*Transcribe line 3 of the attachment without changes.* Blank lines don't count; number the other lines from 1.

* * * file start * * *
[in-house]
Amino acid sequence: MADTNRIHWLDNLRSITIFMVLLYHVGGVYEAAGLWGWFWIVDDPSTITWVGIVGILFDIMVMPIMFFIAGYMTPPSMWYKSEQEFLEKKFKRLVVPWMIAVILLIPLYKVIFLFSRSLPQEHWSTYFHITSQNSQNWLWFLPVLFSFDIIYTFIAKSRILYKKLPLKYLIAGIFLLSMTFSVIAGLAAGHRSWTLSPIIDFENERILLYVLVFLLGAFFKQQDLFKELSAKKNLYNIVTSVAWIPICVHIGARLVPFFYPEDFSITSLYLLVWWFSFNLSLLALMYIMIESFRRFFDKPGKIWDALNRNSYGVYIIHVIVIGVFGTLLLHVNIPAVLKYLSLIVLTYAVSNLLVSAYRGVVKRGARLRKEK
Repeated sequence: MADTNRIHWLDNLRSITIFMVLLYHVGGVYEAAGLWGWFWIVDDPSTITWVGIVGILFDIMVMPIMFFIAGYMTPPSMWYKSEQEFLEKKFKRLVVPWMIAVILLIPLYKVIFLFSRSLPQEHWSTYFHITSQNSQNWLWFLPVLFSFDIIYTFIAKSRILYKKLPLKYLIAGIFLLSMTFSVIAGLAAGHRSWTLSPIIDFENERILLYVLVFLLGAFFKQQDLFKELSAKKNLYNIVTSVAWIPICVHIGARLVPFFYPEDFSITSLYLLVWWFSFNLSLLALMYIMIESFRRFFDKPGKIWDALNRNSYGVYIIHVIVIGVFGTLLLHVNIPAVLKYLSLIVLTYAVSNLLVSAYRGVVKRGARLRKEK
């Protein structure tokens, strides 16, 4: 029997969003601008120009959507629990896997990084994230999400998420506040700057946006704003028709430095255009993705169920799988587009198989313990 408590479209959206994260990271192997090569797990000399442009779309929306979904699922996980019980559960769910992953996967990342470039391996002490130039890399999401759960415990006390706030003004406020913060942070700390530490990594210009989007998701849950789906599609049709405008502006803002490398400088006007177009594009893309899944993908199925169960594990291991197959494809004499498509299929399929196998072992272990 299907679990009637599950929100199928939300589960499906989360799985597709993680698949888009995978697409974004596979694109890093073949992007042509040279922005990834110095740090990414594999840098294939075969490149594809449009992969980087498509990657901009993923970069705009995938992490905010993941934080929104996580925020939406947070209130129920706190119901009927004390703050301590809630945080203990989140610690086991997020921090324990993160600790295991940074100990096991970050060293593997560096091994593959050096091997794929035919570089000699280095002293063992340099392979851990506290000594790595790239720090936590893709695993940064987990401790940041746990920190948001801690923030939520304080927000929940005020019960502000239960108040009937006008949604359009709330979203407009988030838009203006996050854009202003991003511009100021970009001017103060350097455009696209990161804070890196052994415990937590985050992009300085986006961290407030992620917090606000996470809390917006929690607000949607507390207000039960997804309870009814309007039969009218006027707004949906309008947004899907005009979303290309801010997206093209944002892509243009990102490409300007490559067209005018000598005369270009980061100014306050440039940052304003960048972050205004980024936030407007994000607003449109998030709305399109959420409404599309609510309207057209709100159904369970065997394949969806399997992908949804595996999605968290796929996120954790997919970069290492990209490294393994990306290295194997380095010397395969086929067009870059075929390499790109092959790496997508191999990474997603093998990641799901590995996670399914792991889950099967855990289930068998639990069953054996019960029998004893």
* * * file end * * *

Repeated sequence: MADTNRIHWLDNLRSITIFMVLLYHVGGVYEAAGLWGWFWIVDDPSTITWVGIVGILFDIMVMPIMFFIAGYMTPPSMWYKSEQEFLEKKFKRLVVPWMIAVILLIPLYKVIFLFSRSLPQEHWSTYFHITSQNSQNWLWFLPVLFSFDIIYTFIAKSRILYKKLPLKYLIAGIFLLSMTFSVIAGLAAGHRSWTLSPIIDFENERILLYVLVFLLGAFFKQQDLFKELSAKKNLYNIVTSVAWIPICVHIGARLVPFFYPEDFSITSLYLLVWWFSFNLSLLALMYIMIESFRRFFDKPGKIWDALNRNSYGVYIIHVIVIGVFGTLLLHVNIPAVLKYLSLIVLTYAVSNLLVSAYRGVVKRGARLRKEK